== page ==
The assembly dispersed quietly and with the utmost decorum, after prayer by our beloved pastor.

Many abolitionists were confirmed, and many, I have no doubt, made at the meeting. The addresses were spoken of with universal admiration, the cause opposed with moderated and respectful tone. The result will be most happy for the cause. I have only to say

that our brethren might come among us again. Another such hearing would assemble thousands, and thousands may assemble in Grafton county without danger of mobs. We have enough of honorable character among the opposition to hold our mobocracy in respectful check. I hope they will visit us again early. This county is an important section of the State. The temperance cause received some of its earliest and most powerful impulses here, and 'good temperance ground is good abolition ground.'

In haste, my dear sir,-too much to retrench my long and crude letter, I remain, truly and affectionately, yours,

N. P. ROGERS.

MR. THOMPSON AT PAWTUCKET, R. I.

PAWTUCKET, Nov. 28, 1834. MR. GARRISON :-MrThompson has made a powerful, happy, and, I trust, lasting impression in favor of the cause of emancipation in the city of Providence. In the providence of God, I was prevented hearing him; but the tree is known by the fruit, and of that I can say it is good and abundant.

Whatever of prejudice might have been entertained by any of his audience against him personally, was vanquished forthwith, and lost in a conviction of his disinterested love to God and man, and his honesty of purpose ; and that in his mission and labors, he is moved by the invincible agency of Christian philanthropy. He said that he was accused of being a foreigner, but that could not be his fault, for he was not consulted respecting the place of his birth ; had he been, he might have chosen to have been born in the good city of Providence.'

Of his eloquence, I have heard but one sentiment expressed, viz. that it is of the very first order. An acquaintance of mine, a political editor, said, that he did not hesitate to pronounce him the most eloquent speaker he had ever heard. Nor were his hearers merely delighted and entertained with his fascinating powers of oratory: his arguments seemed to carry all by the board, and I have reason to believe made a multitude of converts.

Yesterday we had the unspeakable satisfaction of welcoming Mr. Thompson to our village, and of hearing him address a large and attentive audience in the first Baptist meeting-house. He was extremely interesting, although

it was said, by those who had previously heard him, that it was far from being one of his most happy efforts. He said that he did not speak easy at all. This difficulty, I think, may partly be attributed to the house not being the most happily constructed for easy speaking, especially for a stranger, and partly to the unhappy time of the day which we fixed upon for the commencement, which circumscribed him in respect to time, and must have been peculiarly embarrassing. The audience, however, so far as I am informed, were highly gratified, and the unanimous desire expressed is to hear him again.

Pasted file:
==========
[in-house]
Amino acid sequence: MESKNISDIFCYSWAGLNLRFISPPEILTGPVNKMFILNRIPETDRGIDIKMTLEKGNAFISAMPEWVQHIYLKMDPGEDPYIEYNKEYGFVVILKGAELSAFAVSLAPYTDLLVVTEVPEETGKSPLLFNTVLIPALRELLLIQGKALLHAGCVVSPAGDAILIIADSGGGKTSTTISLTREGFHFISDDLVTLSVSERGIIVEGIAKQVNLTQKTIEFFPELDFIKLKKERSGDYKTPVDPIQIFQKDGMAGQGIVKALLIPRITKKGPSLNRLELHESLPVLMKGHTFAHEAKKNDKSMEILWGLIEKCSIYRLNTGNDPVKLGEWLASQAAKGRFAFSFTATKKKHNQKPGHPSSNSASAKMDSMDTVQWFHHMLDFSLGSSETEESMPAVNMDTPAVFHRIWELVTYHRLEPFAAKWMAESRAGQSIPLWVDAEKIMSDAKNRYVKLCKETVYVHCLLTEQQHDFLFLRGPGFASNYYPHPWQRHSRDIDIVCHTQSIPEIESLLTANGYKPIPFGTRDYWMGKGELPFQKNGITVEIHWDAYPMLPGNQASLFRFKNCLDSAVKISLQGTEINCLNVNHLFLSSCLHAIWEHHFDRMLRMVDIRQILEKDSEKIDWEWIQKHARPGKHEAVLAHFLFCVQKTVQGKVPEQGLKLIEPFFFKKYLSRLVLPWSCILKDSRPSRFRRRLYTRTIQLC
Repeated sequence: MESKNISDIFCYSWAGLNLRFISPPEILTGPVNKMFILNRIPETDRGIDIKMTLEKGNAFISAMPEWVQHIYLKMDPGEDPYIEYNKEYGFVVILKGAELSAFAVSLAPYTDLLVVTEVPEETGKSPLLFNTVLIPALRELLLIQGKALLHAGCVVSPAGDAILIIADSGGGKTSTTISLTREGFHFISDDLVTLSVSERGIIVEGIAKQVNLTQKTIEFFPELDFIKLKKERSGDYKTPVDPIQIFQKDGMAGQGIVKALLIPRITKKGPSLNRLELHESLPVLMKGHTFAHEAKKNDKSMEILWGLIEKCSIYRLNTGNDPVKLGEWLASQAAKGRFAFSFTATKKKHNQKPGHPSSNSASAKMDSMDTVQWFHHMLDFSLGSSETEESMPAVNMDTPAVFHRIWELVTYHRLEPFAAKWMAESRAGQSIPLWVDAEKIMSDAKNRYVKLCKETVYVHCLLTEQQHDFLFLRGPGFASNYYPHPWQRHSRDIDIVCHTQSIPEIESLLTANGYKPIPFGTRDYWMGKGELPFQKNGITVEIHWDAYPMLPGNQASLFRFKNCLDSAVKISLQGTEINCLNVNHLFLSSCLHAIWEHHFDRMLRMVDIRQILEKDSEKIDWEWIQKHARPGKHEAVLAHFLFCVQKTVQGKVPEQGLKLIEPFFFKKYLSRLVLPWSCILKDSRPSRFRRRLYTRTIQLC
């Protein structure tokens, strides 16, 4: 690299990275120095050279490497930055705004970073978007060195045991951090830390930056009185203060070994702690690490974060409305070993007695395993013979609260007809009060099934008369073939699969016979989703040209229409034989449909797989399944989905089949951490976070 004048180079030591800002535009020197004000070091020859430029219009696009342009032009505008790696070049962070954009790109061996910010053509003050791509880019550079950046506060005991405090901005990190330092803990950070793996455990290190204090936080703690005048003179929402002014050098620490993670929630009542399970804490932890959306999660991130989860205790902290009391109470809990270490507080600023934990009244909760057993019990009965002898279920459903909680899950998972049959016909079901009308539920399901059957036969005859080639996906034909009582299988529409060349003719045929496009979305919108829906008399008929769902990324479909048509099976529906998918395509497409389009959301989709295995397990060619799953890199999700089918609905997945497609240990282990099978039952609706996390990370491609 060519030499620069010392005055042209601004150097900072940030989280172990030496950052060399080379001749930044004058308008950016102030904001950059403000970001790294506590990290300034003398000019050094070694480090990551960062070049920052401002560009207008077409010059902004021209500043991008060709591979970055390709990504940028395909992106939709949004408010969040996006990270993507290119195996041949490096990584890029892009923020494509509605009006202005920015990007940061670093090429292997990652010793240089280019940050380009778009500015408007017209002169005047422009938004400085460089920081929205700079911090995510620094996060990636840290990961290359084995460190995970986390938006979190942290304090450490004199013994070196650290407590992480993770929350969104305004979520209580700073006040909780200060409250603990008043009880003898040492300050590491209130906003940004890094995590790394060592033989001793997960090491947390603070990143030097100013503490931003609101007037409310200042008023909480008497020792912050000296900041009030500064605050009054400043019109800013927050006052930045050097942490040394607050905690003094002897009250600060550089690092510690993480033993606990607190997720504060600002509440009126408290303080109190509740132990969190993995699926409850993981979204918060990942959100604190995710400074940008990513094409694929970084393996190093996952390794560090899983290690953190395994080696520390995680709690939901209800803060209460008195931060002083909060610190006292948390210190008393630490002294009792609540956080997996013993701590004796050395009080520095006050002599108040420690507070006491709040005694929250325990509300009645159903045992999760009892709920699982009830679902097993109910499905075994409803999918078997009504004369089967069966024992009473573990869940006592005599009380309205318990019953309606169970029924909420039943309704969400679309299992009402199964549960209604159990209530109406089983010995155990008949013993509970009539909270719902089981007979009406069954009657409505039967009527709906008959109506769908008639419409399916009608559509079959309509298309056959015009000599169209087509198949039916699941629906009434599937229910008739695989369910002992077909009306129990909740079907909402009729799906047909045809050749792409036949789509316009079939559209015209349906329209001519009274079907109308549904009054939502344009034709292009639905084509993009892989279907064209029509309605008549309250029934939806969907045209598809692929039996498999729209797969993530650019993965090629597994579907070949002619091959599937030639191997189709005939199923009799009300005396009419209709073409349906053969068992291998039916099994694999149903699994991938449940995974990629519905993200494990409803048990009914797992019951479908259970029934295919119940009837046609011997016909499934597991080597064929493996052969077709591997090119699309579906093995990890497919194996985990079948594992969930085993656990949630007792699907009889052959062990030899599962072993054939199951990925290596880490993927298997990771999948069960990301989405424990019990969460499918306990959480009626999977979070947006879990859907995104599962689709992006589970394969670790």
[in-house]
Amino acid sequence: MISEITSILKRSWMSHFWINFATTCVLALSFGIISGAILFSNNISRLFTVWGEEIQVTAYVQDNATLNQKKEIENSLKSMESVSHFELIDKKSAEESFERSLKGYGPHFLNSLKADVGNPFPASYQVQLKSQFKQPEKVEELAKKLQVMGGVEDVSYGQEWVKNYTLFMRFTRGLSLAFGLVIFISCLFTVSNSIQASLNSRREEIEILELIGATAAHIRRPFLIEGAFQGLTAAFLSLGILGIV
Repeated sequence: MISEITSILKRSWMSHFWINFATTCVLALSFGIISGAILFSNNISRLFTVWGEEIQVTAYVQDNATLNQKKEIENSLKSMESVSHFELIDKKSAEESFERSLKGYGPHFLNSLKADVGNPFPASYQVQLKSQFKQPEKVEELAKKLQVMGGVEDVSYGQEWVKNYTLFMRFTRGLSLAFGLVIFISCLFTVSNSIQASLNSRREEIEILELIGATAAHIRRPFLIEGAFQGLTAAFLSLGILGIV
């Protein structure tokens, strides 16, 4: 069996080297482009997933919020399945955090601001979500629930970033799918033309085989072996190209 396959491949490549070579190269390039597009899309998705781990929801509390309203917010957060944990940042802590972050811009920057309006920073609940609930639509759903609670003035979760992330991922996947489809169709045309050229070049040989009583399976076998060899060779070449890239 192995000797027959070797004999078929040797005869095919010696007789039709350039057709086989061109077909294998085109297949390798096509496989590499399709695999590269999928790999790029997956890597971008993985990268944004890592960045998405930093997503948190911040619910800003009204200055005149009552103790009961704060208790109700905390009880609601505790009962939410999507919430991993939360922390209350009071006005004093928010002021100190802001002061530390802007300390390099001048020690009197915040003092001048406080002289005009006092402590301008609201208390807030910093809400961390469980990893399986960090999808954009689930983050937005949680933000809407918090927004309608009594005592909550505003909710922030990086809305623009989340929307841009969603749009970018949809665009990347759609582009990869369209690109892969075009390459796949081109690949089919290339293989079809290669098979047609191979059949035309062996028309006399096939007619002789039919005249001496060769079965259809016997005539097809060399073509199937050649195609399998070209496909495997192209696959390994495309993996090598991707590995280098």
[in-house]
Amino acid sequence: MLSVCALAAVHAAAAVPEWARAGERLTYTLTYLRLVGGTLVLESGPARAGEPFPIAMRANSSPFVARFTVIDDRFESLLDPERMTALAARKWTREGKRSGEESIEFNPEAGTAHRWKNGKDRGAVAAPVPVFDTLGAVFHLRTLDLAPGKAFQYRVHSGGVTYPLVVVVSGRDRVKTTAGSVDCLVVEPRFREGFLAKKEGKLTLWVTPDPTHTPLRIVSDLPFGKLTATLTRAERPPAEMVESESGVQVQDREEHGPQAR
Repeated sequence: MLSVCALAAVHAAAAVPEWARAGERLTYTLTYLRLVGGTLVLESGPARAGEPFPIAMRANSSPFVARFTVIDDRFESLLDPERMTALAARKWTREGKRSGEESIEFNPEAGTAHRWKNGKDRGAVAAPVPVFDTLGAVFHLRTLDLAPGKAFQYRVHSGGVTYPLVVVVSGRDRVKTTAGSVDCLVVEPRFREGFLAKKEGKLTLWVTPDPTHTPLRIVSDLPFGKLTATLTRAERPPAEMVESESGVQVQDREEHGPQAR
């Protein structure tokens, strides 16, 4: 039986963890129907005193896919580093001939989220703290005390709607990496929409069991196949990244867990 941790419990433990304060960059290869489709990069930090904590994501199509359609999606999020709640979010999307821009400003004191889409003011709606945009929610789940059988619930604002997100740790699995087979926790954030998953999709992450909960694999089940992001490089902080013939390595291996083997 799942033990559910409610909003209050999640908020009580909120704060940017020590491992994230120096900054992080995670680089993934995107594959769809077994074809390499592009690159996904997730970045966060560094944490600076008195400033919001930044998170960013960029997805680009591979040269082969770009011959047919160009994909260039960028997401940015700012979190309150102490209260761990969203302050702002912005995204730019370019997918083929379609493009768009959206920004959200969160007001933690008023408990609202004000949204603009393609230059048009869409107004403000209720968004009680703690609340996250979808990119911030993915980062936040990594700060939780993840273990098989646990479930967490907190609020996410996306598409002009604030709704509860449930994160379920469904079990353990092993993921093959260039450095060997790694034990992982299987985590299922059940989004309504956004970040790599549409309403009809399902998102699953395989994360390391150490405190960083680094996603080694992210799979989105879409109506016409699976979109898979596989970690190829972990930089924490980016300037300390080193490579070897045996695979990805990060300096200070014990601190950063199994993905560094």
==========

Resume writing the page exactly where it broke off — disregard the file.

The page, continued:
Mr. Thompson was literally thronged with company at his lodgings, at the house of our friend, Mr. William Adams, who were no less instructed than delighted with his most agreeable demeanor, and appropriate and pertinent conversation.

I thank God for such a laborer in the cause. My dear Brother, what hath God wrought! Some four years ago, you were almost alone in your labors in this cause in NewEngland : now a host have been raised up in the length and breadth of the whole land, who have joined the holy standard ; and, in additon to this, brethren from beyond the seas fly to our aid, helping onward the invincible cause with their prayers, untiring toil, and eloquence almost commensurate with the merits of the cause they so dearly love. Generations yet unborn shall rise up to call STUART and THOMPSON, with the American Philanthropists who have jeopardised their earthly all in the cause of abolition ; I say, they shall rise up, and call them blessed.

One circumstance transpired yesterday, which was, to me, as I trust it was to all who witnessed it, most solemnly affecting and impressive, which I must not omit mentioning. After we had been a few moments seated in the pulpit, I perceived that some one was endeavor. ing to gain, although with extreme difficulty, the ascendancy of the pulpit stairs ; and on opening the door, who do you think it was found to be? Ă mobocrat, ready to seize on Mr. Thompson, tear him from the house, and tar and feather him? Nay; it was the venerable Moses Brown, at the advanced age of ninetyseven, pressing forward, as if sent by God to place himself on the platform by the side of his trans-atlantic